Living in Balance is a SAMHSA approved treatment recovery model used as the basis of our chemical dependency programs and overall recovery model.
What is Living in Balance?
LIB is a comprehensive addiction treatment program that emphasizes relapse prevention. LIB consists of a series of psycho-educational and experiential training sessions. LIB is delivered on an individual basis and in group settings with relaxation exercises, role-play exercises, discussions, and workbook exercises. The psycho-educational sessions cover topics such as drug education, relapse prevention, available self-help groups, and sexually transmitted diseases (STDs). The experientially based or interactive sessions are designed to enhance the client’s level of functioning in certain key life areas that are often neglected with prolonged drug use: physical, emotional, and social well-being, adult education opportunities, vocational development, daily living skills, spirituality/recovery, sexuality, and recreation/leisure. These sessions include a large amount of role-play with time to actively process personal issues and learn how to cope with everyday stressors.
How Does it Work?
LIB uses didactic education and instruction, group process interaction through role plays and discussion, daily relaxation and visualization exercises, informational handouts, videotapes, and group-oriented recreational therapy exercises.
The major addiction-related topics include RP, drug education, and self-help education. Physical health issues addressed include nutrition, sexually transmitted diseases (STDs), HIV/AIDS, dental hygiene, and insomnia. Psychosocial topics include attitudes and beliefs, negative emotions, anger and communication, sexuality, spirituality, and the benefits of relationships. In addition, there are sessions on money management, education and vocational development, and loss and grieving.
Throughout the LIB program, clients learn to monitor their own feelings and behavior and use relaxation and visualization techniques in the self-assessment and goal-setting processes. Throughout the program clients learn to become actively involved in treatment—learning how to conduct self-assessments and actively implement coping and RP skills. One of the strongest emphases in the LIB program is to teach clients how to become their own relapse preventionists. This includes teaching them about the psychological and physiological components of addiction and recovery, and the various types of interventions and “life skills areas,” in which ongoing intervention is necessary.
What Do Patients Learn From LIB?
The basic rationale of the LIB model is that persons addicted to drugs develop a sense of imbalance in major areas of life functioning. Continuous drug use generally impairs a person’s physical health, emotional well-being, social relationships, work performance, and other major areas of functioning. Recovery involves regaining a reasonable balance in these critical areas. Balance in the major areas of life allows clients to free themselves from their addiction to drugs and provides protection against relapse to drug use. The concept of “living in balance” is essentially a broad, holistic approach to RP.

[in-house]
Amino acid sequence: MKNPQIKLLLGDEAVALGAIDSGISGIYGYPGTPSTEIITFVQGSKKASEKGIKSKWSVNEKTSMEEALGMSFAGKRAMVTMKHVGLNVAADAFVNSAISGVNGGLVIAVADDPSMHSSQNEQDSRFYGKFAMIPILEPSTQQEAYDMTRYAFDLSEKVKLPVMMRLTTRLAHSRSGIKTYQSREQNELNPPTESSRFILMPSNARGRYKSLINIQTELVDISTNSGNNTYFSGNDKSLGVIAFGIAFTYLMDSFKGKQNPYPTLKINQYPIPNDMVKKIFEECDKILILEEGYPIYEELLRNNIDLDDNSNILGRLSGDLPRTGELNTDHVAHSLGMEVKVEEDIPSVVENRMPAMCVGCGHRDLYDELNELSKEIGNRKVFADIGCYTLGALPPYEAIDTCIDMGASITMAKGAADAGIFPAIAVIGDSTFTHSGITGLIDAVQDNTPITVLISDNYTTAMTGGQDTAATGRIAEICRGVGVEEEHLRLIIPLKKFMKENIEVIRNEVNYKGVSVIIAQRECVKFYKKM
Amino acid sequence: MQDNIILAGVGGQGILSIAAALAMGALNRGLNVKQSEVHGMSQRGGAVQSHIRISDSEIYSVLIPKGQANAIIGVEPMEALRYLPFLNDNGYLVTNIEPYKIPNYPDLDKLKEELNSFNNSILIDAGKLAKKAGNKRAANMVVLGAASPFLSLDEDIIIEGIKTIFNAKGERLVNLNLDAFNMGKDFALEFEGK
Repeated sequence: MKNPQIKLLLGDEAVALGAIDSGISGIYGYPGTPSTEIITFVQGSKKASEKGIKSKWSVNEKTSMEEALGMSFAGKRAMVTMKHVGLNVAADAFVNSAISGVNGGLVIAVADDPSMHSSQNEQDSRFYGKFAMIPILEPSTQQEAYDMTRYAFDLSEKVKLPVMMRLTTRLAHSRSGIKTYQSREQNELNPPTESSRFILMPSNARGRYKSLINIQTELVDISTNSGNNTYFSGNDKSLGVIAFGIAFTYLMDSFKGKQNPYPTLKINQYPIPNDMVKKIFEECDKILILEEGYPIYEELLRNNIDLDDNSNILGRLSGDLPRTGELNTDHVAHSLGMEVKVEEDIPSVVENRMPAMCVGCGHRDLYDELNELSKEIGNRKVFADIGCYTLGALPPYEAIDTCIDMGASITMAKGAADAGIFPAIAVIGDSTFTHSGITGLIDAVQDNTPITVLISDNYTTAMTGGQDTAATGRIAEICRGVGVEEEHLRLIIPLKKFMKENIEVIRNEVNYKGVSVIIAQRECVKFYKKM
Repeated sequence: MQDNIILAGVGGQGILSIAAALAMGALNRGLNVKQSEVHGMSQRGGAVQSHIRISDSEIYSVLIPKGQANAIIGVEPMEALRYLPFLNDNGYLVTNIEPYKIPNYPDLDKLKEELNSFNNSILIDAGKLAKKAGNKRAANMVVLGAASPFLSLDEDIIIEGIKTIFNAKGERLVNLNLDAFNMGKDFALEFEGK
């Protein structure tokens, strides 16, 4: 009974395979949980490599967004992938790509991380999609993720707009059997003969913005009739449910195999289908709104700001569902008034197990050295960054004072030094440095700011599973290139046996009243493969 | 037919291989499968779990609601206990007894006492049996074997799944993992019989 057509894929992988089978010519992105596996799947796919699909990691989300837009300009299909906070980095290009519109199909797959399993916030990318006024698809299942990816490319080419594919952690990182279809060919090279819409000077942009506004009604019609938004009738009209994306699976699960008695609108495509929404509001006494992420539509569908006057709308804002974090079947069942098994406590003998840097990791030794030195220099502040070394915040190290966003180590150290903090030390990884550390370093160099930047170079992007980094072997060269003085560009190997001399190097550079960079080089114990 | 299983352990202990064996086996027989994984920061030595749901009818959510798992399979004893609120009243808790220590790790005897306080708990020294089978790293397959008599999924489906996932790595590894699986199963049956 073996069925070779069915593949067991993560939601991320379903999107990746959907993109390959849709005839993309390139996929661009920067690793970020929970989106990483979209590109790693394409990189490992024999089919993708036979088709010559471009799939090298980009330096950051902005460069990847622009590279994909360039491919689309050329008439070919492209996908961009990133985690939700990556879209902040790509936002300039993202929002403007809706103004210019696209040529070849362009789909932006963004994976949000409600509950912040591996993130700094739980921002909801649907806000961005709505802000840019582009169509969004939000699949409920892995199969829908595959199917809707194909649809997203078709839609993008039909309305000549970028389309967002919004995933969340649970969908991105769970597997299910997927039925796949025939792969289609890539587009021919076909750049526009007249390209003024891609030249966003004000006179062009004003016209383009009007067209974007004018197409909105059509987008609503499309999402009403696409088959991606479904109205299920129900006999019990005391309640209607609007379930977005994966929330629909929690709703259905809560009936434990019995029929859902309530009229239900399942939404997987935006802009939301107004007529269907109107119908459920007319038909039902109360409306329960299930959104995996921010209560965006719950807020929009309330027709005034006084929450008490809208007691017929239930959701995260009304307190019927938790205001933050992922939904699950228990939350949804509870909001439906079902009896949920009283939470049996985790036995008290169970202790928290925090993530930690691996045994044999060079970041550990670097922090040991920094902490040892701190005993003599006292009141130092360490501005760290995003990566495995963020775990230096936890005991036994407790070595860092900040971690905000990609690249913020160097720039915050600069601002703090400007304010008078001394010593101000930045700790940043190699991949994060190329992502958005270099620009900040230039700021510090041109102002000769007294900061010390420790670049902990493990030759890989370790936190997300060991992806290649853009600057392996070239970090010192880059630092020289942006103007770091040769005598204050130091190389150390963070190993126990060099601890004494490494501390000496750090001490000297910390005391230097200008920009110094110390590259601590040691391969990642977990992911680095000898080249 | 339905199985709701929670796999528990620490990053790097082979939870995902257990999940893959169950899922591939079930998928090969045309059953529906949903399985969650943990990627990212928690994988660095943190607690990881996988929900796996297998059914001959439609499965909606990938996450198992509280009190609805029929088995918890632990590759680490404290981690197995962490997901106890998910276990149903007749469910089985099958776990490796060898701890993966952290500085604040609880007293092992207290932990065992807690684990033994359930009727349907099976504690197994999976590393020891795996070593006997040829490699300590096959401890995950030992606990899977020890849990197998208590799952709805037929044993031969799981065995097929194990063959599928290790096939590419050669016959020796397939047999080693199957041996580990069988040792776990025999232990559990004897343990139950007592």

RP is the single most important component of the LIB program. The first section of the program is devoted primarily to developing RP skills; RP sessions are scheduled strategically throughout the program. The understanding and skills that clients develop in these segments are meant to be used throughout the LIB program on a daily basis. The LIB program approach to RP is based in large part on a cognitive-behavioral model of RP developed by Marlatt and Gordon (1985). In this model, the former drug user confronts a high-risk situation for which he or she has no effective coping response. According to the model, high-risk situations can occur for many reasons, including social pressure to use drugs, negative emotions, and, less frequently, withdrawal symptoms and positive emotions. The lack of a coping response combined with positive expectancies for the initial effects of the drug in the situation greatly heighten the risk of a slip (Hall et al. 1991).
Regarding relapse, the model suggests that “a person headed toward a slip makes numerous small decisions at the time which, although seemingly small and irrelevant at the time they are made, actually bring the individual closer to the brink of the slip. A chain of small decisions can lead, over time, to relapse” (Marlatt and Gordon 1985).